This is the Modem World: Cooking is good for nerds. Nerds are good at cooking.

Each week Joshua Fruhlinger contributes This is the Modem World, a column dedicated to exploring the culture of consumer technology.

DNP This is the Modem World Cooking is good for nerds Nerds are good at cooking

Let's over-generalize the nerd archetype for a moment: unhealthy, eats fast food, drinks sugary sodas, sits on his (or her) butt playing video games, a misanthrope with nothing better to do than troll Reddit and pirate some leet warez. Antisocial, anti-nature, probably works in IT while angrily commenting on tech blogs behind the shield of anonymity.

We all know that's not accurate, but there is always truth in the construct others give us. Appease me, won't you?

I'd like to offer something up for those who find themselves stuck in a rut of stereotypical nerdiness: bad health, depression, anxiety, shortness of breath, consumption and / or straight-up boredom: Cook something. Anything.

Start with spaghetti -- it doesn't really matter as long as you make fire in the kitchen. It turns out that when you cook, you're using different parts of your brain that will calm you, allow you to make sense of things and even help you make new friends. I have very little scientific evidence of this, but I am sure it's true.

When you cook, you're using real, three-dimensional tools; you're contemplating the end result; you're modulating fire; things might get dangerous; and you're feeding yourself and probably others. Everything we do in technology tries to emulate this what-we-see-is-what-is-happening interface. Mouse pointer, touchscreen, 3D objects -- it all adds up.

If you're a programmer, cooking will be surprisingly familiar: You follow a program, put objects of code -- ingredients, in this case -- together in a particular order and come up with something new and intriguing that will impress those who double-click or bite. The thrill you get from turning bits of code into a working application is two-fold when you affect your senses of taste and smell.

If you're a web designer, cooking will allow you to explore colors in their native state. If you've painted, you know that nature commands the colors we can choose: green peppers contrasted with tomatoes; a swirl of cream in a deep-brown bean paste -- art! Mix and match.

If you're a gamer, you know all too well that critical items don't just appear in treasure chests, and if they do, you're dealing with some lazy programmers. No, they require knowing what to look for, knowing how to find them and knowing how to put them all together. The grocery store is a place. The recipe is a quest. The result is a victory. The food is a boss fight you win.

Let's continue with the tools. Many of us spend our days staring at a two-dimensional plane called a monitor. While we interpolate three-dimensional objects from the images we're seeing, we're still just staring at a bunch of tiny lightbulbs. I'm not going to say that that's bad for us, but I am going to say that working with actual tools -- knives, ladles, strainers -- at about the same distance that we stare at monitors, but in the real world, is good for us. It is said that humans first struck out from the animal crowd when they began using tools and there's still something to skilling your hand with a knife. If you've ever julienned an onion or sliced one into razor-thin discs of flavor, you know what I'm talking about. Simple, human satisfaction. Making cubes out of spheres. The most basic form of creation.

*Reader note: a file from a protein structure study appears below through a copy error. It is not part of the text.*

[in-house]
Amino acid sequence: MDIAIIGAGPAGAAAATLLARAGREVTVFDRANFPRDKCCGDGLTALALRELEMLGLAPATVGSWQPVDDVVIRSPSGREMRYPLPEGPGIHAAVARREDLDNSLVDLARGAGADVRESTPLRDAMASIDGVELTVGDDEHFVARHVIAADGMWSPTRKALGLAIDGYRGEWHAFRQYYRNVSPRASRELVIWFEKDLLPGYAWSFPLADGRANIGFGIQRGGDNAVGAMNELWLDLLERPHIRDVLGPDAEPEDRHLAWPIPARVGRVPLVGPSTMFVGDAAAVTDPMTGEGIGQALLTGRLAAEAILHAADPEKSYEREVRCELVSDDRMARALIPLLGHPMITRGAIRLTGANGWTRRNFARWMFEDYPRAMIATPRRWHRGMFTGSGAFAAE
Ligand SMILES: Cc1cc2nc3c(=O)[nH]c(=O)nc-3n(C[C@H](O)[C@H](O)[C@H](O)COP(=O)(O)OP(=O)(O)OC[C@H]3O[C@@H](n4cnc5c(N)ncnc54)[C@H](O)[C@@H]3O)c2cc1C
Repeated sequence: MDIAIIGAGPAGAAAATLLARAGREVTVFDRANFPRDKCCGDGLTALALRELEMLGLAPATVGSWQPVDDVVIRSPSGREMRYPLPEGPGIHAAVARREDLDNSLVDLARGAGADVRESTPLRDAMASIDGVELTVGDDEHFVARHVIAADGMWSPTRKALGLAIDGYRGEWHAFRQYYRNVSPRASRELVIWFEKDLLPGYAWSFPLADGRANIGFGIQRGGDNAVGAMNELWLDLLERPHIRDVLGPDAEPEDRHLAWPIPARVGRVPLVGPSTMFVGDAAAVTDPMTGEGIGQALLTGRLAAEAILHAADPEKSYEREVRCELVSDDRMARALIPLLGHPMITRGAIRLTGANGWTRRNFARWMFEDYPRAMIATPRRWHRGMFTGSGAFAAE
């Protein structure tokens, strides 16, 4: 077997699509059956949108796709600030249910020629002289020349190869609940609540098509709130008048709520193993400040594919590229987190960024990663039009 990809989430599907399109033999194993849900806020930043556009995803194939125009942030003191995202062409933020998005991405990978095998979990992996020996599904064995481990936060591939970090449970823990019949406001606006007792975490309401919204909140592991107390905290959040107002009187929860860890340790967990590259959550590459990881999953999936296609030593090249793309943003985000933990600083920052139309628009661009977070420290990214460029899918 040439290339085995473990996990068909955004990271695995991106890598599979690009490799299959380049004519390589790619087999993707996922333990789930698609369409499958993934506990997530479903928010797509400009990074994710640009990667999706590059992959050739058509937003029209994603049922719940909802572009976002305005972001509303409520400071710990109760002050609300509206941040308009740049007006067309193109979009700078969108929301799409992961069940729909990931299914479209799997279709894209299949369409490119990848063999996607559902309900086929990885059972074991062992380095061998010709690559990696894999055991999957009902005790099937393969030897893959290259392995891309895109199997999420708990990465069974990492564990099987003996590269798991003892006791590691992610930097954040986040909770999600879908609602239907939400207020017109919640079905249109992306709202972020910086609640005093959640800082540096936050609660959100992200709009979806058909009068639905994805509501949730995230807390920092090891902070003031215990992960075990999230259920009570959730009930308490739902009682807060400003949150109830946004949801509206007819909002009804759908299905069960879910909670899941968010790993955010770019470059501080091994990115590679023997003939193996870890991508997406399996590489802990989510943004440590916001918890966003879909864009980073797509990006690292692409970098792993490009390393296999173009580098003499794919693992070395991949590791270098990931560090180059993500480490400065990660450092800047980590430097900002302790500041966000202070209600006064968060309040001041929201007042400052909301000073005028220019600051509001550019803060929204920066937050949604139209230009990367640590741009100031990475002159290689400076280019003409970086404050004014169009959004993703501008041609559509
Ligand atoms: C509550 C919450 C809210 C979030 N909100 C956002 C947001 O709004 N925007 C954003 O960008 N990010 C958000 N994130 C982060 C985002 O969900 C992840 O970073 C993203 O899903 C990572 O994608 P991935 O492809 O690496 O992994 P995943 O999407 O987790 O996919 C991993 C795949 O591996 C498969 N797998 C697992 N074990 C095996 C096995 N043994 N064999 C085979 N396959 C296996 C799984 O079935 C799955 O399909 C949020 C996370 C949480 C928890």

Next we have the recipes. Like computer programs, recipes recite what comes first, what comes second, how they're combined and how they should behave. There's a distinct technology to the ways that ingredients interact with one another: this is alchemy. Boil something too long and it turns into mush. Understand the way a steak needs to rest after cooking lest it turn into jerky. This is science, dudes. This is what we live for. OG Nerd.

Then we have the visceral experience. I once showed my girlfriend -- and now wife, possibly due to this event -- how to reduce a sauce with red wine. The heat of the pan, the rate of caramelization as it related to reactivating it with more wine, scraping the scrapings, all very logical, but at the same time physical.

The most important part of making a sauce, I told her, was tasting it as it went along. Take a sip. Be in it. Program it. Add code. Add more salt or pepper. Back off on the wine or add more. Maybe drop in some citrus. Be in it. Concentrate. Focus on the fire.

Be a scientist, a caveman and an artist all at once. Cooking is everything you love about technology. It's logical. It's creative. It's dangerous. It's mysterious. It's really hard. It's awesome. And it'll bring the ladies -- or men, what have you. Trust me -- you're meant to cook if you made it this far, nerd.

Joshua Fruhlinger is the former Editorial Director for Engadget and current contributor to both Engadget and the Wall Street Journal. You can find him on Twitter at @fruhlinger.